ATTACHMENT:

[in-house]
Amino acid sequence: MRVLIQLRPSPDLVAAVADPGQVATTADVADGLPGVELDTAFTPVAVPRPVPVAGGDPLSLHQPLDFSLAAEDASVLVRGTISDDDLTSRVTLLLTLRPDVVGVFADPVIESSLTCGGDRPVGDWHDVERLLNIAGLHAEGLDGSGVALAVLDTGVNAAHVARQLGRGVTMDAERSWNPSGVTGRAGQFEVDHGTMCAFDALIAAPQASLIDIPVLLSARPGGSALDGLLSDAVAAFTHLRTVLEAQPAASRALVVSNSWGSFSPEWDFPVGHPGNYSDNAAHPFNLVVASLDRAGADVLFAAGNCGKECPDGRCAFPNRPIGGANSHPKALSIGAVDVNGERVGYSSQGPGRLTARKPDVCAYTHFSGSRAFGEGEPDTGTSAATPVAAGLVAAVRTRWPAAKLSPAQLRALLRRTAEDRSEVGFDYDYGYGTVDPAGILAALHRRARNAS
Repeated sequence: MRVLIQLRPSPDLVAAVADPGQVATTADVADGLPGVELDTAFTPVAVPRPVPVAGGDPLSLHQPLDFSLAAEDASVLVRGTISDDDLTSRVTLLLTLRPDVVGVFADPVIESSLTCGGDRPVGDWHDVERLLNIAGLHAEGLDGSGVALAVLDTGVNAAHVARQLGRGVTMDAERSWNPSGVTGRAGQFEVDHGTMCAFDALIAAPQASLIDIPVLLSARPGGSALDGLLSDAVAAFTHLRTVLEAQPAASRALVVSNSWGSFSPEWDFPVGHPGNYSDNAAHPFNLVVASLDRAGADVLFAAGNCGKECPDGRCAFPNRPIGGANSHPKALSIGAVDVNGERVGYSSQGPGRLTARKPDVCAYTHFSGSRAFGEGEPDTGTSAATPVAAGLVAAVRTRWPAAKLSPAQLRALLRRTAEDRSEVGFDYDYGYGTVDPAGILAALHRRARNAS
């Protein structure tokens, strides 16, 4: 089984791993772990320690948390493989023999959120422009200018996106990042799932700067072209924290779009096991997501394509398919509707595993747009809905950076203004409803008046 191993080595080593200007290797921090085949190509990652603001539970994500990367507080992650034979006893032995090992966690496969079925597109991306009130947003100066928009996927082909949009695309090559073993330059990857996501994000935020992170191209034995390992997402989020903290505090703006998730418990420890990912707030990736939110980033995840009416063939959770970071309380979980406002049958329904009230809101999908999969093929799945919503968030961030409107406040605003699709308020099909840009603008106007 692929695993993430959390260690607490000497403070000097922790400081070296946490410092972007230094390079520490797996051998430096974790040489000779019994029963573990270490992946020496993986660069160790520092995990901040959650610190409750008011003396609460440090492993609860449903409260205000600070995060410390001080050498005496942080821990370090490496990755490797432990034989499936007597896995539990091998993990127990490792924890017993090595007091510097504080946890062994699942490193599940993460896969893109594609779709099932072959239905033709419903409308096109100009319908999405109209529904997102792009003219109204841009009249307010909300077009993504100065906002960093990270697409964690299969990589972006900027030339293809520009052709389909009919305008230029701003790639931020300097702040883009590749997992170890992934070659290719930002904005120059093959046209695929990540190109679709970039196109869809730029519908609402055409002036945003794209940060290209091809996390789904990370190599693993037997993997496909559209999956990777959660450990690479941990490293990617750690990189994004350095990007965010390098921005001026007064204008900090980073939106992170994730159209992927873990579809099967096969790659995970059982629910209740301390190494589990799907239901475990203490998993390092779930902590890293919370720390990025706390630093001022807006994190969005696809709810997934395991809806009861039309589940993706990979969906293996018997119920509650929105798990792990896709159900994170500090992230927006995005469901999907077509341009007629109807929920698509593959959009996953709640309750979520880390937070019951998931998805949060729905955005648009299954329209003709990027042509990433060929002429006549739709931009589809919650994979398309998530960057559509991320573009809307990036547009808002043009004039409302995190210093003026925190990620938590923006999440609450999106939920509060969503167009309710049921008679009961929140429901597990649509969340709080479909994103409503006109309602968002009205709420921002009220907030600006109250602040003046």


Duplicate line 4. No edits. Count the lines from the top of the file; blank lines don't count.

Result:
């Protein structure tokens, strides 16, 4: 089984791993772990320690948390493989023999959120422009200018996106990042799932700067072209924290779009096991997501394509398919509707595993747009809905950076203004409803008046 191993080595080593200007290797921090085949190509990652603001539970994500990367507080992650034979006893032995090992966690496969079925597109991306009130947003100066928009996927082909949009695309090559073993330059990857996501994000935020992170191209034995390992997402989020903290505090703006998730418990420890990912707030990736939110980033995840009416063939959770970071309380979980406002049958329904009230809101999908999969093929799945919503968030961030409107406040605003699709308020099909840009603008106007 692929695993993430959390260690607490000497403070000097922790400081070296946490410092972007230094390079520490797996051998430096974790040489000779019994029963573990270490992946020496993986660069160790520092995990901040959650610190409750008011003396609460440090492993609860449903409260205000600070995060410390001080050498005496942080821990370090490496990755490797432990034989499936007597896995539990091998993990127990490792924890017993090595007091510097504080946890062994699942490193599940993460896969893109594609779709099932072959239905033709419903409308096109100009319908999405109209529904997102792009003219109204841009009249307010909300077009993504100065906002960093990270697409964690299969990589972006900027030339293809520009052709389909009919305008230029701003790639931020300097702040883009590749997992170890992934070659290719930002904005120059093959046209695929990540190109679709970039196109869809730029519908609402055409002036945003794209940060290209091809996390789904990370190599693993037997993997496909559209999956990777959660450990690479941990490293990617750690990189994004350095990007965010390098921005001026007064204008900090980073939106992170994730159209992927873990579809099967096969790659995970059982629910209740301390190494589990799907239901475990203490998993390092779930902590890293919370720390990025706390630093001022807006994190969005696809709810997934395991809806009861039309589940993706990979969906293996018997119920509650929105798990792990896709159900994170500090992230927006995005469901999907077509341009007629109807929920698509593959959009996953709640309750979520880390937070019951998931998805949060729905955005648009299954329209003709990027042509990433060929002429006549739709931009589809919650994979398309998530960057559509991320573009809307990036547009808002043009004039409302995190210093003026925190990620938590923006999440609450999106939920509060969503167009309710049921008679009961929140429901597990649509969340709080479909994103409503006109309602968002009205709420921002009220907030600006109250602040003046």